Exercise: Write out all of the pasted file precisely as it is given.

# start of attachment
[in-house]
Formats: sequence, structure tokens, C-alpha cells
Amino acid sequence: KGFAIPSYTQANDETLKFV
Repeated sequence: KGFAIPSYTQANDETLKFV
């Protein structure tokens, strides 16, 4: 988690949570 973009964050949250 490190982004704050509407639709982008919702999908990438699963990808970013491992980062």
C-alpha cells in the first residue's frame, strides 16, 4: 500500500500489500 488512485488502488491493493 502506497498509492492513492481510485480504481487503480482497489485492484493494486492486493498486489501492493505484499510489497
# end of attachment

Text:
[in-house]
Formats: sequence, structure tokens, C-alpha cells
Amino acid sequence: KGFAIPSYTQANDETLKFV
Repeated sequence: KGFAIPSYTQANDETLKFV
């Protein structure tokens, strides 16, 4: 988690949570 973009964050949250 490190982004704050509407639709982008919702999908990438699963990808970013491992980062």
C-alpha cells in the first residue's frame, strides 16, 4: 500500500500489500 488512485488502488491493493 502506497498509492492513492481510485480504481487503480482497489485492484493494486492486493498486489501492493505484499510489497